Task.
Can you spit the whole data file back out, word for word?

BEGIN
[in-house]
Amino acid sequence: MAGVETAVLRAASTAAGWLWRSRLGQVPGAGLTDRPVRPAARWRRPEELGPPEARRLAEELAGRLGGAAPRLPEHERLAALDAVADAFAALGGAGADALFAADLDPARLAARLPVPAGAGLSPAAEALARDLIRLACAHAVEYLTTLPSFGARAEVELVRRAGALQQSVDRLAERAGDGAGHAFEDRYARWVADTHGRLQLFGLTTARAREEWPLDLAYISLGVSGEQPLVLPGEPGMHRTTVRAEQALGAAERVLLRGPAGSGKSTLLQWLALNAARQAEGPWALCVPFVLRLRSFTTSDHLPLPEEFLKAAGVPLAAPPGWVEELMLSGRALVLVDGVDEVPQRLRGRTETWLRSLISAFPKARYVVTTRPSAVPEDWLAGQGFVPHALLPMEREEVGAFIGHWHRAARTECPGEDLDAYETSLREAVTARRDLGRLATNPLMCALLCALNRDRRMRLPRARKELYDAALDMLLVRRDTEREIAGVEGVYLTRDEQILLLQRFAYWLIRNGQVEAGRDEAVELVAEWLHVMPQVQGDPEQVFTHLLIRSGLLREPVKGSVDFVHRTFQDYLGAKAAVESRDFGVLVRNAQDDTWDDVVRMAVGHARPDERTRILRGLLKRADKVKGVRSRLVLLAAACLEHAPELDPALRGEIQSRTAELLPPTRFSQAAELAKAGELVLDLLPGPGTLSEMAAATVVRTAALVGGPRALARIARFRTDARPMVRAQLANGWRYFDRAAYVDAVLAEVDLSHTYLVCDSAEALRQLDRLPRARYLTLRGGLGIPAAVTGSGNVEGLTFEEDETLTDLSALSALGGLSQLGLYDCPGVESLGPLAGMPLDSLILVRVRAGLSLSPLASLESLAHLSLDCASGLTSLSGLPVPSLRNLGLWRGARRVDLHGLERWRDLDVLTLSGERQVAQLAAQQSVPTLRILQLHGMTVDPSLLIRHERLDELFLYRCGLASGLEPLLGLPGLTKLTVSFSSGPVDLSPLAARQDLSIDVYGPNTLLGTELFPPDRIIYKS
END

[in-house]
Amino acid sequence: MAGVETAVLRAASTAAGWLWRSRLGQVPGAGLTDRPVRPAARWRRPEELGPPEARRLAEELAGRLGGAAPRLPEHERLAALDAVADAFAALGGAGADALFAADLDPARLAARLPVPAGAGLSPAAEALARDLIRLACAHAVEYLTTLPSFGARAEVELVRRAGALQQSVDRLAERAGDGAGHAFEDRYARWVADTHGRLQLFGLTTARAREEWPLDLAYISLGVSGEQPLVLPGEPGMHRTTVRAEQALGAAERVLLRGPAGSGKSTLLQWLALNAARQAEGPWALCVPFVLRLRSFTTSDHLPLPEEFLKAAGVPLAAPPGWVEELMLSGRALVLVDGVDEVPQRLRGRTETWLRSLISAFPKARYVVTTRPSAVPEDWLAGQGFVPHALLPMEREEVGAFIGHWHRAARTECPGEDLDAYETSLREAVTARRDLGRLATNPLMCALLCALNRDRRMRLPRARKELYDAALDMLLVRRDTEREIAGVEGVYLTRDEQILLLQRFAYWLIRNGQVEAGRDEAVELVAEWLHVMPQVQGDPEQVFTHLLIRSGLLREPVKGSVDFVHRTFQDYLGAKAAVESRDFGVLVRNAQDDTWDDVVRMAVGHARPDERTRILRGLLKRADKVKGVRSRLVLLAAACLEHAPELDPALRGEIQSRTAELLPPTRFSQAAELAKAGELVLDLLPGPGTLSEMAAATVVRTAALVGGPRALARIARFRTDARPMVRAQLANGWRYFDRAAYVDAVLAEVDLSHTYLVCDSAEALRQLDRLPRARYLTLRGGLGIPAAVTGSGNVEGLTFEEDETLTDLSALSALGGLSQLGLYDCPGVESLGPLAGMPLDSLILVRVRAGLSLSPLASLESLAHLSLDCASGLTSLSGLPVPSLRNLGLWRGARRVDLHGLERWRDLDVLTLSGERQVAQLAAQQSVPTLRILQLHGMTVDPSLLIRHERLDELFLYRCGLASGLEPLLGLPGLTKLTVSFSSGPVDLSPLAARQDLSIDVYGPNTLLGTELFPPDRIIYKS